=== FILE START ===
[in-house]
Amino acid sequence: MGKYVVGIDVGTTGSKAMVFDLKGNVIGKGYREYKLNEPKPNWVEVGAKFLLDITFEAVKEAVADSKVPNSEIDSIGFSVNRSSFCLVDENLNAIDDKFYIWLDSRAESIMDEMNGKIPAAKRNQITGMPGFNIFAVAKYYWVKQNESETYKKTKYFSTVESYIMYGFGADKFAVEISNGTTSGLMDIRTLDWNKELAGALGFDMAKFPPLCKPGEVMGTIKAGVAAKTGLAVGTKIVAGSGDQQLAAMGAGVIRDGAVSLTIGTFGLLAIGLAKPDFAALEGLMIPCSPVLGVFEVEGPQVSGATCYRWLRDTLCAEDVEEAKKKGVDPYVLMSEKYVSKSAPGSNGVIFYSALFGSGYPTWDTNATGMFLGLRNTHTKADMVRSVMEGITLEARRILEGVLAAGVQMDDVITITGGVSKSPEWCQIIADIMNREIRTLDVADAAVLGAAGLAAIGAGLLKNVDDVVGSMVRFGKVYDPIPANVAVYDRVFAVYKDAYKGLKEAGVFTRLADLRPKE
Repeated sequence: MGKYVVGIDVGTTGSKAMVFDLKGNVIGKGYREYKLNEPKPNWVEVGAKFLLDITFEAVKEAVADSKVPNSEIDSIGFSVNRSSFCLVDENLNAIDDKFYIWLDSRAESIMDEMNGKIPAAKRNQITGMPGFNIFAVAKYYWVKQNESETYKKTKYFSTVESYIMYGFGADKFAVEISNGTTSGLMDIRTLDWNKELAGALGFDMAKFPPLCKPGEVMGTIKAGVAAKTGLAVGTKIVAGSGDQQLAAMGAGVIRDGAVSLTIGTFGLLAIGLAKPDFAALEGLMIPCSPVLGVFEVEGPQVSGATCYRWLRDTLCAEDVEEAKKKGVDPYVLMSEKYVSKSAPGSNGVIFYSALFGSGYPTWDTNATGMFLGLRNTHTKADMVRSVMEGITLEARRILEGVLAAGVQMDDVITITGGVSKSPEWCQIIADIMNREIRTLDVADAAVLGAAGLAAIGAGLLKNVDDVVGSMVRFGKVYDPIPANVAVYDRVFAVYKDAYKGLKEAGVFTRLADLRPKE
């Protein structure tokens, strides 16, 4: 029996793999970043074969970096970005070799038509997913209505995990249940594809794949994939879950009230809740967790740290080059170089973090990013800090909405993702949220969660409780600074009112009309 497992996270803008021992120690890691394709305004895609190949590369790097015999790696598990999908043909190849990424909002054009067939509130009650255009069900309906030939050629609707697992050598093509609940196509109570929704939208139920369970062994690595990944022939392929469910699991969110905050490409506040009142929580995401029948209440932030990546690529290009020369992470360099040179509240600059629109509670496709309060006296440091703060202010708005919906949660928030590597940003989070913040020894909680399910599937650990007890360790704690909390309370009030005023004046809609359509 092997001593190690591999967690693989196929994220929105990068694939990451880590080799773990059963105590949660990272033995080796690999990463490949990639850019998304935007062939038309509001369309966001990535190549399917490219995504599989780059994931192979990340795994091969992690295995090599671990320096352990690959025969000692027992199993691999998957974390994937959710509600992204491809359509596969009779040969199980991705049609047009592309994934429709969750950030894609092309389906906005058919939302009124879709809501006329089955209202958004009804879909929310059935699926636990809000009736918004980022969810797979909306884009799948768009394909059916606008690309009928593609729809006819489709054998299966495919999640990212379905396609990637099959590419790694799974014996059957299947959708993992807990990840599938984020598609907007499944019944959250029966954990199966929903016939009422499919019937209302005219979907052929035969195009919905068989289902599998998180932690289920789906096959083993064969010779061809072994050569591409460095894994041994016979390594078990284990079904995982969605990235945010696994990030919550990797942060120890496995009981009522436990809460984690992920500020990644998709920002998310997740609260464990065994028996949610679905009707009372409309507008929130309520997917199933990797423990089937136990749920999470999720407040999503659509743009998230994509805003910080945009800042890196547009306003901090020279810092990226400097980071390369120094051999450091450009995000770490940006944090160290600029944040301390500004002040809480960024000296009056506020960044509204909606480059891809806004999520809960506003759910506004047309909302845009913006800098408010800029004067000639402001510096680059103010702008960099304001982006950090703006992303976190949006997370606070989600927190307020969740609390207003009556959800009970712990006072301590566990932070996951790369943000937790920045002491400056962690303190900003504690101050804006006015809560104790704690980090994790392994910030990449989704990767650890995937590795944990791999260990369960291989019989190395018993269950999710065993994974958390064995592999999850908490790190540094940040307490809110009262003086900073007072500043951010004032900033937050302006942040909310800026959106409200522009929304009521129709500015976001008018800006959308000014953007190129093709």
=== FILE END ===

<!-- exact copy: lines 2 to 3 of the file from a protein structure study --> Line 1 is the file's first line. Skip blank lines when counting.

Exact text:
Amino acid sequence: MGKYVVGIDVGTTGSKAMVFDLKGNVIGKGYREYKLNEPKPNWVEVGAKFLLDITFEAVKEAVADSKVPNSEIDSIGFSVNRSSFCLVDENLNAIDDKFYIWLDSRAESIMDEMNGKIPAAKRNQITGMPGFNIFAVAKYYWVKQNESETYKKTKYFSTVESYIMYGFGADKFAVEISNGTTSGLMDIRTLDWNKELAGALGFDMAKFPPLCKPGEVMGTIKAGVAAKTGLAVGTKIVAGSGDQQLAAMGAGVIRDGAVSLTIGTFGLLAIGLAKPDFAALEGLMIPCSPVLGVFEVEGPQVSGATCYRWLRDTLCAEDVEEAKKKGVDPYVLMSEKYVSKSAPGSNGVIFYSALFGSGYPTWDTNATGMFLGLRNTHTKADMVRSVMEGITLEARRILEGVLAAGVQMDDVITITGGVSKSPEWCQIIADIMNREIRTLDVADAAVLGAAGLAAIGAGLLKNVDDVVGSMVRFGKVYDPIPANVAVYDRVFAVYKDAYKGLKEAGVFTRLADLRPKE
Repeated sequence: MGKYVVGIDVGTTGSKAMVFDLKGNVIGKGYREYKLNEPKPNWVEVGAKFLLDITFEAVKEAVADSKVPNSEIDSIGFSVNRSSFCLVDENLNAIDDKFYIWLDSRAESIMDEMNGKIPAAKRNQITGMPGFNIFAVAKYYWVKQNESETYKKTKYFSTVESYIMYGFGADKFAVEISNGTTSGLMDIRTLDWNKELAGALGFDMAKFPPLCKPGEVMGTIKAGVAAKTGLAVGTKIVAGSGDQQLAAMGAGVIRDGAVSLTIGTFGLLAIGLAKPDFAALEGLMIPCSPVLGVFEVEGPQVSGATCYRWLRDTLCAEDVEEAKKKGVDPYVLMSEKYVSKSAPGSNGVIFYSALFGSGYPTWDTNATGMFLGLRNTHTKADMVRSVMEGITLEARRILEGVLAAGVQMDDVITITGGVSKSPEWCQIIADIMNREIRTLDVADAAVLGAAGLAAIGAGLLKNVDDVVGSMVRFGKVYDPIPANVAVYDRVFAVYKDAYKGLKEAGVFTRLADLRPKE